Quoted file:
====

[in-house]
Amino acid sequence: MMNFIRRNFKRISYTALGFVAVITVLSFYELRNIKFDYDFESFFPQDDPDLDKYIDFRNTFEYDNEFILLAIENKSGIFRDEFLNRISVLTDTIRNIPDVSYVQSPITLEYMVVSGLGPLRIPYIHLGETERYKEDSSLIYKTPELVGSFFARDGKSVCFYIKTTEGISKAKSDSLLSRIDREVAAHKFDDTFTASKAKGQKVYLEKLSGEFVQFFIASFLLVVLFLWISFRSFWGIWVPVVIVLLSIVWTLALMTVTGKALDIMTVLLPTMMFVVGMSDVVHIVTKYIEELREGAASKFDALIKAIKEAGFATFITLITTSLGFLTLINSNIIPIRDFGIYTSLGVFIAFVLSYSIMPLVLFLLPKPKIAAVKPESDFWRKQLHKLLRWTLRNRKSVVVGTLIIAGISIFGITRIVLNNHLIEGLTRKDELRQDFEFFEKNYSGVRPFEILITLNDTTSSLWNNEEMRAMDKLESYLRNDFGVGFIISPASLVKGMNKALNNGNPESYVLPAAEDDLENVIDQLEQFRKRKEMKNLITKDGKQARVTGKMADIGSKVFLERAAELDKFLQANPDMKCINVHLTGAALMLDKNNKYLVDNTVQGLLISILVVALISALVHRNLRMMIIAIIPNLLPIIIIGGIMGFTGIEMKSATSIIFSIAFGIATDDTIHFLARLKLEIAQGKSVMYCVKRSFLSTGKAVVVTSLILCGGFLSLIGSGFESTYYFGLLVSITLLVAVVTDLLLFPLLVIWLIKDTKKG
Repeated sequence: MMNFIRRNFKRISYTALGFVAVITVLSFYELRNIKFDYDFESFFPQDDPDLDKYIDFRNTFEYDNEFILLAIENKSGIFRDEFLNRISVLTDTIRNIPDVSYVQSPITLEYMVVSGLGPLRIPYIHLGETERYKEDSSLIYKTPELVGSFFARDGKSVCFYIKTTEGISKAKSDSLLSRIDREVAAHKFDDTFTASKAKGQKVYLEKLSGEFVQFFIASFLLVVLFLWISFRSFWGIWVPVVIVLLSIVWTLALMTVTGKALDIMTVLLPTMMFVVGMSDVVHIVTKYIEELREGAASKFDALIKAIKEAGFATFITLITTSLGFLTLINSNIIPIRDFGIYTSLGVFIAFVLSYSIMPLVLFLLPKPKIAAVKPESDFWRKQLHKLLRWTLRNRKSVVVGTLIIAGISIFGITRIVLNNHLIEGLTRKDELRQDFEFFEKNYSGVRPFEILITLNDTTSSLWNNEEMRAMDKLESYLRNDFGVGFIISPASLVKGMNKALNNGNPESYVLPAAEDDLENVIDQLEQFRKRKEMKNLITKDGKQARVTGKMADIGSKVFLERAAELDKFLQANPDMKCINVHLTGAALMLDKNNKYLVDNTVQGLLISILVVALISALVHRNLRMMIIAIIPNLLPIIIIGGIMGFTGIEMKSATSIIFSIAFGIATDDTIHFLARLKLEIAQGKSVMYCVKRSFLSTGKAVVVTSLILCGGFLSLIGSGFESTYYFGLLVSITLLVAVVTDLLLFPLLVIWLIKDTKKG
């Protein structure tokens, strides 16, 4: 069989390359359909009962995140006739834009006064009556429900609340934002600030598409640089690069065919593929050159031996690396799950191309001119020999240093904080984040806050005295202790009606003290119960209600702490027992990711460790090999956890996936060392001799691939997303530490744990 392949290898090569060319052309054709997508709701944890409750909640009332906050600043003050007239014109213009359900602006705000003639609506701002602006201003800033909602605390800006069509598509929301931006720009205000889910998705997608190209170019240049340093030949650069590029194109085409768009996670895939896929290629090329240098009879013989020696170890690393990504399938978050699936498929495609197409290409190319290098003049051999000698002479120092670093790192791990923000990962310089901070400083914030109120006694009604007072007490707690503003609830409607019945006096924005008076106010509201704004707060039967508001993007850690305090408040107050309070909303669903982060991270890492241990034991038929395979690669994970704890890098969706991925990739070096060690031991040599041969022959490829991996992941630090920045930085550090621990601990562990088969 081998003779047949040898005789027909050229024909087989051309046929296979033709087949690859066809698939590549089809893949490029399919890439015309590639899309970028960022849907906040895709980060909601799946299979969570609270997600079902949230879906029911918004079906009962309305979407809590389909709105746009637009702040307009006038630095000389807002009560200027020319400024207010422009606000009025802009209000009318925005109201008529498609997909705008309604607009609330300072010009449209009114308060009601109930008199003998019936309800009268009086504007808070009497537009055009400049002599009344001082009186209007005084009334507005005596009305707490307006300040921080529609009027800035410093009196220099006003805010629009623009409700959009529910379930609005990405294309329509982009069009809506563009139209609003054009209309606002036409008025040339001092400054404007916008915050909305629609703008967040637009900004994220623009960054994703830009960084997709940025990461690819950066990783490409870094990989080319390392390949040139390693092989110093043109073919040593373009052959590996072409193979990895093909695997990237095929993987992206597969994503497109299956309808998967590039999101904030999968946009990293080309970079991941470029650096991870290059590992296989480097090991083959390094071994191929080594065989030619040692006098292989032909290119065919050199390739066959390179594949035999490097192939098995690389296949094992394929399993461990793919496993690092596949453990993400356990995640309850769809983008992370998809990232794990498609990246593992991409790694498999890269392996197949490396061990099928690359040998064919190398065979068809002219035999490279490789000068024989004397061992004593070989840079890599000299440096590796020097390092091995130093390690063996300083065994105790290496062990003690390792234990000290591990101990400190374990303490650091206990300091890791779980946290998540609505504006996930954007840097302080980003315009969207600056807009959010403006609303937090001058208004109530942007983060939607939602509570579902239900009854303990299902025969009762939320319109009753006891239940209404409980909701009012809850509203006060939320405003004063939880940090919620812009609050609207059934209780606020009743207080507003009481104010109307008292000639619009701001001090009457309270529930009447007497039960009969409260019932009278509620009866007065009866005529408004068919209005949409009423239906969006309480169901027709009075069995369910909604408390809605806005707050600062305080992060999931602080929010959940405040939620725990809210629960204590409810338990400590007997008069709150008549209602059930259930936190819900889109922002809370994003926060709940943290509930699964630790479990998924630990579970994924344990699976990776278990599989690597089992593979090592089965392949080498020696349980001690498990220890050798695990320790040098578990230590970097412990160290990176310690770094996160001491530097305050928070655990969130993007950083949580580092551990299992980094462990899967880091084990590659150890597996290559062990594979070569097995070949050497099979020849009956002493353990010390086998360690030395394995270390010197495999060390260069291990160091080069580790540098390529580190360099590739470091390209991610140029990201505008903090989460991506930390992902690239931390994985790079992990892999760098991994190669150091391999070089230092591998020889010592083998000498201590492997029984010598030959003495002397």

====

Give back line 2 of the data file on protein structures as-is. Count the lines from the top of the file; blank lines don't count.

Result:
Amino acid sequence: MMNFIRRNFKRISYTALGFVAVITVLSFYELRNIKFDYDFESFFPQDDPDLDKYIDFRNTFEYDNEFILLAIENKSGIFRDEFLNRISVLTDTIRNIPDVSYVQSPITLEYMVVSGLGPLRIPYIHLGETERYKEDSSLIYKTPELVGSFFARDGKSVCFYIKTTEGISKAKSDSLLSRIDREVAAHKFDDTFTASKAKGQKVYLEKLSGEFVQFFIASFLLVVLFLWISFRSFWGIWVPVVIVLLSIVWTLALMTVTGKALDIMTVLLPTMMFVVGMSDVVHIVTKYIEELREGAASKFDALIKAIKEAGFATFITLITTSLGFLTLINSNIIPIRDFGIYTSLGVFIAFVLSYSIMPLVLFLLPKPKIAAVKPESDFWRKQLHKLLRWTLRNRKSVVVGTLIIAGISIFGITRIVLNNHLIEGLTRKDELRQDFEFFEKNYSGVRPFEILITLNDTTSSLWNNEEMRAMDKLESYLRNDFGVGFIISPASLVKGMNKALNNGNPESYVLPAAEDDLENVIDQLEQFRKRKEMKNLITKDGKQARVTGKMADIGSKVFLERAAELDKFLQANPDMKCINVHLTGAALMLDKNNKYLVDNTVQGLLISILVVALISALVHRNLRMMIIAIIPNLLPIIIIGGIMGFTGIEMKSATSIIFSIAFGIATDDTIHFLARLKLEIAQGKSVMYCVKRSFLSTGKAVVVTSLILCGGFLSLIGSGFESTYYFGLLVSITLLVAVVTDLLLFPLLVIWLIKDTKKG